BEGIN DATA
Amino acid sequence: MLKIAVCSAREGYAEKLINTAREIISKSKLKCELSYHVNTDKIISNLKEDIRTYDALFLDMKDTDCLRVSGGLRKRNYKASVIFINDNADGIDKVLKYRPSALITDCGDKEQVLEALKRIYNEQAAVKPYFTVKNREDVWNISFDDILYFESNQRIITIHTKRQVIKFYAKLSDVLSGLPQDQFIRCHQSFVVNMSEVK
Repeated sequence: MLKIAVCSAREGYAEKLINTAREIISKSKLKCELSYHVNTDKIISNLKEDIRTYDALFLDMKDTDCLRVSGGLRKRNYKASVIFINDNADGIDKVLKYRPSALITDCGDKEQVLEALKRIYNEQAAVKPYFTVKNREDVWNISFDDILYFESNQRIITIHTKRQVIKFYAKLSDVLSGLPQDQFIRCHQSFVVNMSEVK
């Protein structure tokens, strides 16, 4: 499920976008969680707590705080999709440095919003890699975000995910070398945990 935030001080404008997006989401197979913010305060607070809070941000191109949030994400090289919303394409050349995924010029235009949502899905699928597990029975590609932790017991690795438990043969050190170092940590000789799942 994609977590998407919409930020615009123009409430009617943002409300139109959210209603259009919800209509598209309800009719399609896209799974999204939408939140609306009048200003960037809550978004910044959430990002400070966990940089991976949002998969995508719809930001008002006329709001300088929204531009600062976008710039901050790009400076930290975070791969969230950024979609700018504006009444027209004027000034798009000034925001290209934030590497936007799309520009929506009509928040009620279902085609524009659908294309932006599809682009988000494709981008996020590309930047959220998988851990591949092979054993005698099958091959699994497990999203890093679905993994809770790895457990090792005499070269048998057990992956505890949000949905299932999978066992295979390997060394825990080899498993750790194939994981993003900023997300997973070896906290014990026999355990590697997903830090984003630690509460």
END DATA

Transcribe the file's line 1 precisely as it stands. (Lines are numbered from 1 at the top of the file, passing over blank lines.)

Amino acid sequence: MLKIAVCSAREGYAEKLINTAREIISKSKLKCELSYHVNTDKIISNLKEDIRTYDALFLDMKDTDCLRVSGGLRKRNYKASVIFINDNADGIDKVLKYRPSALITDCGDKEQVLEALKRIYNEQAAVKPYFTVKNREDVWNISFDDILYFESNQRIITIHTKRQVIKFYAKLSDVLSGLPQDQFIRCHQSFVVNMSEVK